HIV and other STIs
Prejudice against homosexual people is not new and it is not easy to fight.
Anyone can pass an infection or disease to another person through sex. The risks depend on the sexual behavior and not on the sexual orientation of the person.
Policies that prevent gay men from donating blood with general guidelines (e.g. exclude all sex and do not differentiate between risky sex or safe sex) do not follow common sense: a man who has protected sex with another man is less risky than a heterosexual person who does not protect himself in his relations with his partners). In addition, these practices reinforce these prejudices by associating homosexual relations with the disease.
It was not until December 15, 1973 that the American Psychiatric Association removed homosexuality from its reference manual. The decision can be seen in the DSM-III published in 1980.
On May 17, 1990, the World Health Organization (WHO) struck homosexuality off the list of mental illnesses. It is in honor of this day that the International Day Against Homophobia is held on May 17.
Finally, it was in 2018 that the WHO removed transidentity from its list of mental illnesses.
The fact that these decisions are so recent is worrying when you consider the number of healthcare professionals who have been trained to believe that homosexuality and transidentity are mental disorders.
Access to health care
LGBTQ + people shouldn't feel uncomfortable talking about their sexual orientation or gender identity with a health worker, but unfortunately it still is. This discomfort can compromise the quality of the relationship and the service provided, and can even be dangerous. Indeed, some LGBTQ + people are more reluctant to consult a doctor or reveal certain information to them, which can have harmful effects on their health.
In a 2008 study in Canada, almost one in ten participants admitted to having avoided seeking health care services because of their sexual orientation or gender identity. This proportion climbs to 30% among trans people.
It is important that LGBTQ + people do not feel obliged to hide themselves with the workers they encounter because various issues relating to quality of life as well as to physical and mental health may have a link with sexual orientation and gender identity and with the social oppression that accompanies them: the discovery of one's sexual orientation and one's body, suicide, assisted reproduction techniques and adoption, laws establishing the rules of filiation and other legal aspects such as incapacity mandate, safe sex practices, domestic violence, bullying, etc.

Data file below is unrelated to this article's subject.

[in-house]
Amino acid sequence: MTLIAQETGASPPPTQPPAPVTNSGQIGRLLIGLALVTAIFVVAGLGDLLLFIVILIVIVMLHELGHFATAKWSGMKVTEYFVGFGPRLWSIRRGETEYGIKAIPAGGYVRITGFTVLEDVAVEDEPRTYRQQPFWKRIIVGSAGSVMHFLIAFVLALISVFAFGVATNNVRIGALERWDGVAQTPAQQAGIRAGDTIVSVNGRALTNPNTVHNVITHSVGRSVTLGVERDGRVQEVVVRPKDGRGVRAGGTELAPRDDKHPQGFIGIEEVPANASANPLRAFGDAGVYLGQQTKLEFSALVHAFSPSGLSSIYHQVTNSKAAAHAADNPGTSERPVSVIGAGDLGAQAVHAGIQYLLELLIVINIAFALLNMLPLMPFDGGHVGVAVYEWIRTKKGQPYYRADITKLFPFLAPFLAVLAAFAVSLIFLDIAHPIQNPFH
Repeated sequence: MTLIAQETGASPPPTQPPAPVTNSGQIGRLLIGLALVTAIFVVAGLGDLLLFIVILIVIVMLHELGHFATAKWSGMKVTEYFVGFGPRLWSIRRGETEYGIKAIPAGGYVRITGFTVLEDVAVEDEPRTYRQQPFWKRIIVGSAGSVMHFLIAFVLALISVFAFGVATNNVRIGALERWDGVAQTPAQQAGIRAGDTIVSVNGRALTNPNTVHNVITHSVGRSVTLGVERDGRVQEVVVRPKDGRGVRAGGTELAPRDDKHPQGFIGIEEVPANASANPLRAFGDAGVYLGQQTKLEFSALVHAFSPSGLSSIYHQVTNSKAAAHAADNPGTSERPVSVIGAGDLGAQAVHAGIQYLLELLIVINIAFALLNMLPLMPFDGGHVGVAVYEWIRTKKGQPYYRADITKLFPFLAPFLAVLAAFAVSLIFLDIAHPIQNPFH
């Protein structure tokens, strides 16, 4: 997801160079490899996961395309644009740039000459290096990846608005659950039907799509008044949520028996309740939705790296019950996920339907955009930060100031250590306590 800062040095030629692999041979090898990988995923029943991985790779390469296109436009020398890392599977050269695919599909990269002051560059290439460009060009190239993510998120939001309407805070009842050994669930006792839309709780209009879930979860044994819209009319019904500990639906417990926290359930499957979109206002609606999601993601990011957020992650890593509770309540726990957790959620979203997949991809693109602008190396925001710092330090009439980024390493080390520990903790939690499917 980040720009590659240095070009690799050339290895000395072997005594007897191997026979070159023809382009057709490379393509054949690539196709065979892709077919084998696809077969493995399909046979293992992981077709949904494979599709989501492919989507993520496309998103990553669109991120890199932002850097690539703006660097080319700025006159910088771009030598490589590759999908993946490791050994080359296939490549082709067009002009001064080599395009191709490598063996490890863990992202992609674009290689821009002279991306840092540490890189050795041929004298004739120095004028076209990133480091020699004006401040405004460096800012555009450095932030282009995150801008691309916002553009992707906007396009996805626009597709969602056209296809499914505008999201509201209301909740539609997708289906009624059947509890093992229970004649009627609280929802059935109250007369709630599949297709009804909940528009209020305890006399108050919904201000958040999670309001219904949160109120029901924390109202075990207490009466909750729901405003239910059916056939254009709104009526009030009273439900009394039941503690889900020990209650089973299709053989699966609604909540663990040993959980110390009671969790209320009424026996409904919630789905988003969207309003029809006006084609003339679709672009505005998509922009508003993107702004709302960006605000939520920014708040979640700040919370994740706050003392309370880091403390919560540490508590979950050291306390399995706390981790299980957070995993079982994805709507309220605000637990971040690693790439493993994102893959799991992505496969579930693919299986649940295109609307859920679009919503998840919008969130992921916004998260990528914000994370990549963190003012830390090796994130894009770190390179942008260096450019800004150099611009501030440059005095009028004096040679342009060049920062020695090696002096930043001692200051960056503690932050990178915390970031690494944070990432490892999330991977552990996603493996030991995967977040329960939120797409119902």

Did you know ?
In a 2015 study in New York State, 10.5% of people between the ages of 18 and 24 reported having been subjected to conversion therapy. This proportion rises to 14.2% (1 in 7 people) for young trans people.
This practice, which aims to "cure" homosexuality or transidentity, is prohibited in very few countries. It can take several forms including psychoanalysis and aversion therapy (causing an unpleasant or painful sensation when the person has homosexual feelings). In addition to not producing the results it boasts, conversion therapy can cause anxiety, depression, and even suicidal ideation.
This practice, condemned by many organizations such as the Canadian Psychological Association, is hidden under other names such as "reparative therapy".
Asexual people are also affected by pathologization and the idea that they can be "cured" with therapy or hormones.
The idea that we can “cure” homosexuality, transidentity, or asexuality are based on the idea that these identities stem from a trauma or that they are some sort of mental disorder or addiction when this is not the case.
For more than half (54%) of Quebecers questioned, a heterosexual man would be rather uncomfortable undergoing a general examination by a doctor whom he knows to be homosexual.
Views of Canadians Regarding Sexual Orientation (2007):